Apps, Tweens and Teens: A Risky Combo

Posted by on Aug 12, 2014 in Blog | 0 comments


It may be hard to keep up with new apps that kids are using as new apps are growing at what feels like Star Trek warp speed.  But it’s not hard to ask and answer the right questions and talk to your tween or teen about apps and online safety.

 apps growing at warp speed

Most parents are very familiar with the apps Twitter, Facebook and Instagram.  What are some of the other most popular apps for teens?

What should parents think about when it comes to apps and online safety and what should they be talking to their kids about?


What Type of App is it?

Parents and kids need to think about the type of app it is.  Is it a messaging app, a video chat app, a dating app, a photo-sharing app, a game etc.? 

  • The name of the app says alot. Whispher,sh…, Secret, Fess are apps that sound secretive don’t they?  Secrets, anonymous, gossip…are never a good idea. is an app that is designed just for what it says, meeting people. The age restriction is for those 13 and older but this site is really not suitable for teens under 18. One Mom commented on CommonSenseMedia’s review of the site, “Hate it. Recently found out my tween signed up for this site. Don’t like it at all. Why would a 27 year old friend a 12 year old. I deleted her account.”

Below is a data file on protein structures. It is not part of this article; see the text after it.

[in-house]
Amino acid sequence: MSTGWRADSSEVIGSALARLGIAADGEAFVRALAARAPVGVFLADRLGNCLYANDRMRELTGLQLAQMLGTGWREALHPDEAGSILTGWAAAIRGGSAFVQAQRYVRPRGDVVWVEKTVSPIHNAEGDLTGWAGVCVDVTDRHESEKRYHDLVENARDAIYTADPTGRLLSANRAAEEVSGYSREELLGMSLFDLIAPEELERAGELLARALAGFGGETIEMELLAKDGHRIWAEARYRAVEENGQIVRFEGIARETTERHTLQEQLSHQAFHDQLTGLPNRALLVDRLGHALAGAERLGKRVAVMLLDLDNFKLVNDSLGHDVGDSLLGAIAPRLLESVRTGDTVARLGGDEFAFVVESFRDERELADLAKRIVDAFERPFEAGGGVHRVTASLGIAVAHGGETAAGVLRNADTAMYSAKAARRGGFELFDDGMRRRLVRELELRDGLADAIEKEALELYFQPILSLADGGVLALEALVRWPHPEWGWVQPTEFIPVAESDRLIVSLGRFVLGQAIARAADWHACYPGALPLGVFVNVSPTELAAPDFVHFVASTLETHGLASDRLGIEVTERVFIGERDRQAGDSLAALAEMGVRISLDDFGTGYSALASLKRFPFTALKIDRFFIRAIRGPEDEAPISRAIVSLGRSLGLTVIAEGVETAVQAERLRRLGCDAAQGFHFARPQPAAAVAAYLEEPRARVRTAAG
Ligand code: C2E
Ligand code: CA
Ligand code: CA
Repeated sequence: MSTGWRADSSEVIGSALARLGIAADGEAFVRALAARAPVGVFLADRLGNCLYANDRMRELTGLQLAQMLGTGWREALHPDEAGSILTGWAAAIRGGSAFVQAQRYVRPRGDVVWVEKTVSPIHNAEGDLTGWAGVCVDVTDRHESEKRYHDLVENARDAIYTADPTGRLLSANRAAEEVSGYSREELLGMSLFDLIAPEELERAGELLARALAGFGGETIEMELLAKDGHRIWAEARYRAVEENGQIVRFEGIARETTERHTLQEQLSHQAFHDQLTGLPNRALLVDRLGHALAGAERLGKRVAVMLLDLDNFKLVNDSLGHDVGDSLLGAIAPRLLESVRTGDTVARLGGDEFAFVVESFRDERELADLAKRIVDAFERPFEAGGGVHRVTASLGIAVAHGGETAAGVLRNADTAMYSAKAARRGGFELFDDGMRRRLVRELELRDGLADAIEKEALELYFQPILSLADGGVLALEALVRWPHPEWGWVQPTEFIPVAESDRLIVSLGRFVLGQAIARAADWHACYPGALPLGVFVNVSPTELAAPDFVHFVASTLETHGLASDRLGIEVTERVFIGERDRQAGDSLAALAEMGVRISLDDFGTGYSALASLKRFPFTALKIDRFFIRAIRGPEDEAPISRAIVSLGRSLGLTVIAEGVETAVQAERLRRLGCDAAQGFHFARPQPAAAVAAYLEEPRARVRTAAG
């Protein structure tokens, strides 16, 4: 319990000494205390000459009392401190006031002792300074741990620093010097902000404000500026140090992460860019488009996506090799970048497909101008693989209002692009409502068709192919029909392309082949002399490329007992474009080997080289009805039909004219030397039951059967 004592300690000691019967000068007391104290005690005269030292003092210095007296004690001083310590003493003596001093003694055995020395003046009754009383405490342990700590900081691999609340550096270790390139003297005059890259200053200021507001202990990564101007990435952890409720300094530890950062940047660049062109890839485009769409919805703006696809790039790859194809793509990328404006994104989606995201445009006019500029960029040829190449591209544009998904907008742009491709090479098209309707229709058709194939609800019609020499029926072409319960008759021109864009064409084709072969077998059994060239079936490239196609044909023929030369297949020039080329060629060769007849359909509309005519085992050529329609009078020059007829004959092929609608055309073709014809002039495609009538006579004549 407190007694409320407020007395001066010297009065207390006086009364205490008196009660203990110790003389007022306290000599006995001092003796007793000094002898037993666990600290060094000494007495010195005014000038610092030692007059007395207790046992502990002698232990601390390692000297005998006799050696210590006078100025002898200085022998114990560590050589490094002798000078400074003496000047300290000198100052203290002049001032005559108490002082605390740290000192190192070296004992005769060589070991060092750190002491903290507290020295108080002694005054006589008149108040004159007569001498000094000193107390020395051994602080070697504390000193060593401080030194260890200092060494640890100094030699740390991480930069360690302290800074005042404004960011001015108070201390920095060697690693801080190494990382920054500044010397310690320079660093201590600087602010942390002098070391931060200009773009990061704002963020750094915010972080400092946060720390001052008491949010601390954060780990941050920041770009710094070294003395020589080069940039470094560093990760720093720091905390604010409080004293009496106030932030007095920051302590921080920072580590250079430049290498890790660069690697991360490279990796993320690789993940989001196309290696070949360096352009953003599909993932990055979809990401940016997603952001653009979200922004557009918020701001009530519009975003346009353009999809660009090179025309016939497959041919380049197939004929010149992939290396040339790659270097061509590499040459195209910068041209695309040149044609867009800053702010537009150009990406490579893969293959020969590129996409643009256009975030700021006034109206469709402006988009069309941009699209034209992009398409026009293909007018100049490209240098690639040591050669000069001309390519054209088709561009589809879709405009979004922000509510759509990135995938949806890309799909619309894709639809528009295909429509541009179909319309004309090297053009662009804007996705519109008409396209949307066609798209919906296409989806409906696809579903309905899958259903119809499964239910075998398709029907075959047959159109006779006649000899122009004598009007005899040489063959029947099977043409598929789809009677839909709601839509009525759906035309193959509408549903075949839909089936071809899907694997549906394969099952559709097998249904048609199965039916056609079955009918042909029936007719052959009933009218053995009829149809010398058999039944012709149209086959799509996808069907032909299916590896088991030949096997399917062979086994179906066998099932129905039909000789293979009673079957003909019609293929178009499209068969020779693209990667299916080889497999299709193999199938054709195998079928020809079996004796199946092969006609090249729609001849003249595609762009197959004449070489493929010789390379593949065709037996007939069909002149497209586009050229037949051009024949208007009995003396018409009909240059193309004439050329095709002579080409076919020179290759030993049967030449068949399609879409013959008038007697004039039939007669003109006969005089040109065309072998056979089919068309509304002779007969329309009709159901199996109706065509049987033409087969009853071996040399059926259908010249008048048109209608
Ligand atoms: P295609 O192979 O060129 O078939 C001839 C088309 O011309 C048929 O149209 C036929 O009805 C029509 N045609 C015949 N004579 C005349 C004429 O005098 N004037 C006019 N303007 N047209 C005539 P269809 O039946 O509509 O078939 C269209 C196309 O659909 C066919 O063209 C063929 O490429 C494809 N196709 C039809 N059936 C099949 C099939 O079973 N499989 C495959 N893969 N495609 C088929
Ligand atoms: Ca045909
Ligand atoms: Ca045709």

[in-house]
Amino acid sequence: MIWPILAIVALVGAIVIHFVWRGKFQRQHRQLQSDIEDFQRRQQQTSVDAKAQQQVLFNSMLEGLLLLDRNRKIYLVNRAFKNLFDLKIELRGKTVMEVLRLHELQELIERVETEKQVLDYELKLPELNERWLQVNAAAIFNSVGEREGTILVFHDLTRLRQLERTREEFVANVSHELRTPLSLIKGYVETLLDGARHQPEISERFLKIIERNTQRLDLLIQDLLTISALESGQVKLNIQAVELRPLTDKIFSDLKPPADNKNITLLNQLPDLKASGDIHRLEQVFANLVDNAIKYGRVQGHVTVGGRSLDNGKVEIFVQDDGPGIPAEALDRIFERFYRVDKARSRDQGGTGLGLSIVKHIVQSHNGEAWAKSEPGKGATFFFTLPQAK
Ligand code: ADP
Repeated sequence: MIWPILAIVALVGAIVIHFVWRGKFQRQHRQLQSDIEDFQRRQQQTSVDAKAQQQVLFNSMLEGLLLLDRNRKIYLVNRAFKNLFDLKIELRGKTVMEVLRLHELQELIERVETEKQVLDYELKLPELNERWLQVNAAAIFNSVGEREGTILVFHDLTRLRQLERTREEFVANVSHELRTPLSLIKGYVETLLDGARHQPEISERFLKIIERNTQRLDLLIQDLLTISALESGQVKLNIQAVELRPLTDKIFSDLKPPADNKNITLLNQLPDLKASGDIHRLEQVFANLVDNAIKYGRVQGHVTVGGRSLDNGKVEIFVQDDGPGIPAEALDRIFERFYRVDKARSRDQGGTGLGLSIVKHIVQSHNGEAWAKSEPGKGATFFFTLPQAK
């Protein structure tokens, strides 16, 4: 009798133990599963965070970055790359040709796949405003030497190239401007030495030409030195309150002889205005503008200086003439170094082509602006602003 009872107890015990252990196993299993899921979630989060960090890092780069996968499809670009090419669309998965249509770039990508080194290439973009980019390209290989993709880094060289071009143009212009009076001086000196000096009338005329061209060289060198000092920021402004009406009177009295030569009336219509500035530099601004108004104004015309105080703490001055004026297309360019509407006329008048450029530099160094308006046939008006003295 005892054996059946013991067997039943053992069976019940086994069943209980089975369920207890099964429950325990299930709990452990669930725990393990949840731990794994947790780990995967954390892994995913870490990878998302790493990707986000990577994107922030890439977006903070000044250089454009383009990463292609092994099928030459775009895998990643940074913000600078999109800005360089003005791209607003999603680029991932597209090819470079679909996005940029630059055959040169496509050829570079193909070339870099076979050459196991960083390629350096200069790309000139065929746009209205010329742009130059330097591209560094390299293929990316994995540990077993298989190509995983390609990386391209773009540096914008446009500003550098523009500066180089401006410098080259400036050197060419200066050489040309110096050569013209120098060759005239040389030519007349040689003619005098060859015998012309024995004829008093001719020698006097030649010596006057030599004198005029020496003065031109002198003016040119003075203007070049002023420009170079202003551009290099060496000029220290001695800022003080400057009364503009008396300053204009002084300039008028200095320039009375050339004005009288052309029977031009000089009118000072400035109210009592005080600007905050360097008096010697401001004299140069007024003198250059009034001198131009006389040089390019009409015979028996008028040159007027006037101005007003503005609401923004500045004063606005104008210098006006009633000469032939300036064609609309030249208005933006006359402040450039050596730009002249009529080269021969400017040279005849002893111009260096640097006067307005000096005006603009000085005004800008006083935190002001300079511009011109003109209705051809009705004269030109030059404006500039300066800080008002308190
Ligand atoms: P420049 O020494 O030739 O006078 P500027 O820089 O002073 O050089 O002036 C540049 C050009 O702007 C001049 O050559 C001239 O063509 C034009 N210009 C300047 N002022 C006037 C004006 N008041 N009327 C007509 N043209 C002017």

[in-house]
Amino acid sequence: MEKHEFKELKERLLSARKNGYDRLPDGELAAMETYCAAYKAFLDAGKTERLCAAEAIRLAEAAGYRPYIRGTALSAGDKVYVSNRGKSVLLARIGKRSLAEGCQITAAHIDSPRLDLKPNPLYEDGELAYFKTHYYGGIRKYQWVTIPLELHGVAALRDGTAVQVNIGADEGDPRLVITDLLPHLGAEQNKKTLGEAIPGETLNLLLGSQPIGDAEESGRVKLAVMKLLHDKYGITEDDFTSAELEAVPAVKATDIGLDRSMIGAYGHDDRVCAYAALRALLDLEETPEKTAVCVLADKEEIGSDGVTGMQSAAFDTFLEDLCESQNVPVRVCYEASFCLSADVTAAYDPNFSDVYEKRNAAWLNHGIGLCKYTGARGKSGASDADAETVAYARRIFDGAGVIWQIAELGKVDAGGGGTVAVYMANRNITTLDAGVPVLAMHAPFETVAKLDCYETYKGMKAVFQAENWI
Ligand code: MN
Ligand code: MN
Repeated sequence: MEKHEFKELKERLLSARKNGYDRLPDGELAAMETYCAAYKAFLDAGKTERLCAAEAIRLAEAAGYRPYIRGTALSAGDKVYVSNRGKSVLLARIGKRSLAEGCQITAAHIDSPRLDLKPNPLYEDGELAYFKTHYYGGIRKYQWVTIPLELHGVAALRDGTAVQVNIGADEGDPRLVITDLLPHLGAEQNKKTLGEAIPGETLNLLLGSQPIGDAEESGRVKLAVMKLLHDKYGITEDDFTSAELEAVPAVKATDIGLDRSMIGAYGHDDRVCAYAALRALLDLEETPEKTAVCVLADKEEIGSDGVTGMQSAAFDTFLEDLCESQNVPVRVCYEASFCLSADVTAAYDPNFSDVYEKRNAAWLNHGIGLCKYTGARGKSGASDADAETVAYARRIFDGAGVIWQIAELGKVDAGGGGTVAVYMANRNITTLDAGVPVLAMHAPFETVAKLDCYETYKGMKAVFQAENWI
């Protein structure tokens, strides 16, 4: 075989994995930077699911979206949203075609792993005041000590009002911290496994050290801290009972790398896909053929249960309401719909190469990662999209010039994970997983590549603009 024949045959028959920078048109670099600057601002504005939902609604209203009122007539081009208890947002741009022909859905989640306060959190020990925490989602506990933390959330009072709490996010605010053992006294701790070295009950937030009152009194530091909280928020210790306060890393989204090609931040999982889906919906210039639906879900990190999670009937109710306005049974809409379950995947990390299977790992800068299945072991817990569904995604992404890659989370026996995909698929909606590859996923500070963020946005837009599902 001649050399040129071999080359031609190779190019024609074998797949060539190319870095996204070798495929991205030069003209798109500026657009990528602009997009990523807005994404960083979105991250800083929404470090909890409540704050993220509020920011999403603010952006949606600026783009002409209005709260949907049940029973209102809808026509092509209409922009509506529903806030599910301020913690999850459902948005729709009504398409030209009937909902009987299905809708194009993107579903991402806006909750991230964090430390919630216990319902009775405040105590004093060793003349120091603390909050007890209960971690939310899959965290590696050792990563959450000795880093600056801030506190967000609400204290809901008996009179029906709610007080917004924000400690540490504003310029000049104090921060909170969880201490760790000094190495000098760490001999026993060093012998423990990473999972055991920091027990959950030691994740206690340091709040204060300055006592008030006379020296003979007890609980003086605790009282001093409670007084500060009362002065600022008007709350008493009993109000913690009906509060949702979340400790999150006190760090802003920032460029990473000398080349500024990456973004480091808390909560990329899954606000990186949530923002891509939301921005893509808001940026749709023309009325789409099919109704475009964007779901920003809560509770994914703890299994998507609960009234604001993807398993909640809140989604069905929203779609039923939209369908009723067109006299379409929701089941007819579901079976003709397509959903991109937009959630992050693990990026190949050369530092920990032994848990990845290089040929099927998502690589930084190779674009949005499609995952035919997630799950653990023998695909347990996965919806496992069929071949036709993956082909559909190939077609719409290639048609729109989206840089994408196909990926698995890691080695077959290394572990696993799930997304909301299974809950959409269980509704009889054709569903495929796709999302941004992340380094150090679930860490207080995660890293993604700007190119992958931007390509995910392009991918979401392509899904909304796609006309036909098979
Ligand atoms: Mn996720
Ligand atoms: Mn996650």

• What does the app do?  Snapchat for example alleges that they make images disappear in 10 seconds. ( It’s easy to take a screen shot!)  Ask your tween or teen, “Why do you want to use an app that makes your pictures disappear?”  Then have the talk about sexting and the kind of images that are appropriate to post.

Is it suitable for your tween or teen to use?

The majority of the most popular apps require users to be 13 years old because of COPPA regulations.  It’s easy for kids to lie about their age so that they can download the latest and greatest apps, (at least according to their friends).  Parents and kids can check the terms of service to see if it’s Ok for them to use.  For example if you want to check on the terms of service for Instagram, just Google Instagram’s Terms of Service.   Right there under Basic Terms it says, “You must be at least 13 years old to use this Service.”

Checking out these age requirements can take the onus off of parents of telling their child that they shouldn’t be using the app.  You can easily say to your child, “Sorry honey, see here it’s against their rules for you to use it.”

What are the privacy settings and the privacy risks for the app?  Is a GPS location feature used that can put kids at risk for online predators?

Use a search engine like Google, or Bing to find out more about the app if you’re not sure.  Make sure that your tween/teen sets the privacy settings to the strongest possible.

Most apps have clear how to sections about how to make the settings more private.   For example to make Twitter private to only those that you want to see your tweets, search for,  “How to make Twitter private?”  This is what you will find:

How to protect your Tweets

  1. Go to your Security and privacy settings.
  2. Scroll down to the Tweet privacy section and check the box next to Protect my Tweets.
  3. Click the blue Save button at the bottom of the page. You will be prompted to enter your password to confirm the change.